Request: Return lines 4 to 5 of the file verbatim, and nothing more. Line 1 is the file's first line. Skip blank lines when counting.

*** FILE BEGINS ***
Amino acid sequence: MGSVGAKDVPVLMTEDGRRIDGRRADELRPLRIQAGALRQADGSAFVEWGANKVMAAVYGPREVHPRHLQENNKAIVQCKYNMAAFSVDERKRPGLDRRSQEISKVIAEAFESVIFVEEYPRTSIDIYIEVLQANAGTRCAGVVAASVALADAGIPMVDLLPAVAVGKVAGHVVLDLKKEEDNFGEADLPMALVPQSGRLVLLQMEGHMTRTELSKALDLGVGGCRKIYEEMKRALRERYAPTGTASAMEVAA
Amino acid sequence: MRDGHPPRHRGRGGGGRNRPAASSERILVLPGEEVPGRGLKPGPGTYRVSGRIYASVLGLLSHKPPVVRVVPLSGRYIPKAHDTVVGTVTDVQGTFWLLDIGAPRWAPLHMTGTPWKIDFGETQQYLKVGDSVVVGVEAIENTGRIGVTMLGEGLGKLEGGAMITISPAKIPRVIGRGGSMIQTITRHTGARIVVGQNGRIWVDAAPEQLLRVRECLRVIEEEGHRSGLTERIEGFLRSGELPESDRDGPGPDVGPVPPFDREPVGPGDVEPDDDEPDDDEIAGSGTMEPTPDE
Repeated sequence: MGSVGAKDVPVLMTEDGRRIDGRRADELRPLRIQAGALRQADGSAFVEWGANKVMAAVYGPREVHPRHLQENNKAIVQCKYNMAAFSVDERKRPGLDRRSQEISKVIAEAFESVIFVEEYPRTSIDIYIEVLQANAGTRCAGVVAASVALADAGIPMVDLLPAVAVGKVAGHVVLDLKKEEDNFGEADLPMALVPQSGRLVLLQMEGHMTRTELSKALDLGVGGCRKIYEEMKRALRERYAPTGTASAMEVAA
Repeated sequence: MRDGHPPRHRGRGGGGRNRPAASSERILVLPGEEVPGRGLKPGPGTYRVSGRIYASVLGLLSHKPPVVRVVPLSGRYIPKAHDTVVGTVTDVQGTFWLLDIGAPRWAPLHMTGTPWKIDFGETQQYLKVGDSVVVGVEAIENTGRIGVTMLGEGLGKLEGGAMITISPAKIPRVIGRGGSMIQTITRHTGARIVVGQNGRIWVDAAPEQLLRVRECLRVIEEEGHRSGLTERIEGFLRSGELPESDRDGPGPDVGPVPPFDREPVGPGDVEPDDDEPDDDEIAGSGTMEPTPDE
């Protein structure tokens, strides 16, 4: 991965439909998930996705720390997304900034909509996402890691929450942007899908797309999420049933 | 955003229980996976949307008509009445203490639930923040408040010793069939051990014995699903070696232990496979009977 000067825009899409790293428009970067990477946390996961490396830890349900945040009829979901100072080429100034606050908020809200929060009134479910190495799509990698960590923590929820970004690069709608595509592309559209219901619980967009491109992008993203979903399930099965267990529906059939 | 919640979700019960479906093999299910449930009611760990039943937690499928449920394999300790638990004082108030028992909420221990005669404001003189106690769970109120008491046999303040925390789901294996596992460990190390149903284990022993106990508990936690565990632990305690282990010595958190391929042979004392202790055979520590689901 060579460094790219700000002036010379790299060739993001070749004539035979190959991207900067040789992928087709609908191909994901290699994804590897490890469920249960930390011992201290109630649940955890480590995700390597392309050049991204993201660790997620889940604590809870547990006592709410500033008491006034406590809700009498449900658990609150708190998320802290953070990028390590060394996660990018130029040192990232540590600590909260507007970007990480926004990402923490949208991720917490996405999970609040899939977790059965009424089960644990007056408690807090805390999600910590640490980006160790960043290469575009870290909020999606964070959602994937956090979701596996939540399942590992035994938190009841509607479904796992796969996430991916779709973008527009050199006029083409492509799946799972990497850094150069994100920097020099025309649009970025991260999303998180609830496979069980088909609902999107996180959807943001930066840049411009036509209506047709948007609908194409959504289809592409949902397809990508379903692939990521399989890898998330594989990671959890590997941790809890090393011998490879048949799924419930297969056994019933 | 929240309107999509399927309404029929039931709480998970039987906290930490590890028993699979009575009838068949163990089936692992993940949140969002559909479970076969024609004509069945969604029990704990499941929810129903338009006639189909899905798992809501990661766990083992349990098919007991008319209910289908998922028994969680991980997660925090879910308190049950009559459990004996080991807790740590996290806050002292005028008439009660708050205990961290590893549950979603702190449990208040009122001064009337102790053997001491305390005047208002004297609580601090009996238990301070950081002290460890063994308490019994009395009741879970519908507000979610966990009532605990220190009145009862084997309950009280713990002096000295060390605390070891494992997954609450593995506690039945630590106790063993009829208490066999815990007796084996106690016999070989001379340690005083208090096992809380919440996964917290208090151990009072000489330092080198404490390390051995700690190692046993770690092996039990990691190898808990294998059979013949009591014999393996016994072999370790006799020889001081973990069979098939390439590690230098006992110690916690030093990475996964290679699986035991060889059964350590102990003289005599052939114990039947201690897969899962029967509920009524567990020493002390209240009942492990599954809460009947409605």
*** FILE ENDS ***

Repeated sequence: MRDGHPPRHRGRGGGGRNRPAASSERILVLPGEEVPGRGLKPGPGTYRVSGRIYASVLGLLSHKPPVVRVVPLSGRYIPKAHDTVVGTVTDVQGTFWLLDIGAPRWAPLHMTGTPWKIDFGETQQYLKVGDSVVVGVEAIENTGRIGVTMLGEGLGKLEGGAMITISPAKIPRVIGRGGSMIQTITRHTGARIVVGQNGRIWVDAAPEQLLRVRECLRVIEEEGHRSGLTERIEGFLRSGELPESDRDGPGPDVGPVPPFDREPVGPGDVEPDDDEPDDDEIAGSGTMEPTPDE
């Protein structure tokens, strides 16, 4: 991965439909998930996705720390997304900034909509996402890691929450942007899908797309999420049933 | 955003229980996976949307008509009445203490639930923040408040010793069939051990014995699903070696232990496979009977 000067825009899409790293428009970067990477946390996961490396830890349900945040009829979901100072080429100034606050908020809200929060009134479910190495799509990698960590923590929820970004690069709608595509592309559209219901619980967009491109992008993203979903399930099965267990529906059939 | 919640979700019960479906093999299910449930009611760990039943937690499928449920394999300790638990004082108030028992909420221990005669404001003189106690769970109120008491046999303040925390789901294996596992460990190390149903284990022993106990508990936690565990632990305690282990010595958190391929042979004392202790055979520590689901 060579460094790219700000002036010379790299060739993001070749004539035979190959991207900067040789992928087709609908191909994901290699994804590897490890469920249960930390011992201290109630649940955890480590995700390597392309050049991204993201660790997620889940604590809870547990006592709410500033008491006034406590809700009498449900658990609150708190998320802290953070990028390590060394996660990018130029040192990232540590600590909260507007970007990480926004990402923490949208991720917490996405999970609040899939977790059965009424089960644990007056408690807090805390999600910590640490980006160790960043290469575009870290909020999606964070959602994937956090979701596996939540399942590992035994938190009841509607479904796992796969996430991916779709973008527009050199006029083409492509799946799972990497850094150069994100920097020099025309649009970025991260999303998180609830496979069980088909609902999107996180959807943001930066840049411009036509209506047709948007609908194409959504289809592409949902397809990508379903692939990521399989890898998330594989990671959890590997941790809890090393011998490879048949799924419930297969056994019933 | 929240309107999509399927309404029929039931709480998970039987906290930490590890028993699979009575009838068949163990089936692992993940949140969002559909479970076969024609004509069945969604029990704990499941929810129903338009006639189909899905798992809501990661766990083992349990098919007991008319209910289908998922028994969680991980997660925090879910308190049950009559459990004996080991807790740590996290806050002292005028008439009660708050205990961290590893549950979603702190449990208040009122001064009337102790053997001491305390005047208002004297609580601090009996238990301070950081002290460890063994308490019994009395009741879970519908507000979610966990009532605990220190009145009862084997309950009280713990002096000295060390605390070891494992997954609450593995506690039945630590106790063993009829208490066999815990007796084996106690016999070989001379340690005083208090096992809380919440996964917290208090151990009072000489330092080198404490390390051995700690190692046993770690092996039990990691190898808990294998059979013949009591014999393996016994072999370790006799020889001081973990069979098939390439590690230098006992110690916690030093990475996964290679699986035991060889059964350590102990003289005599052939114990039947201690897969899962029967509920009524567990020493002390209240009942492990599954809460009947409605």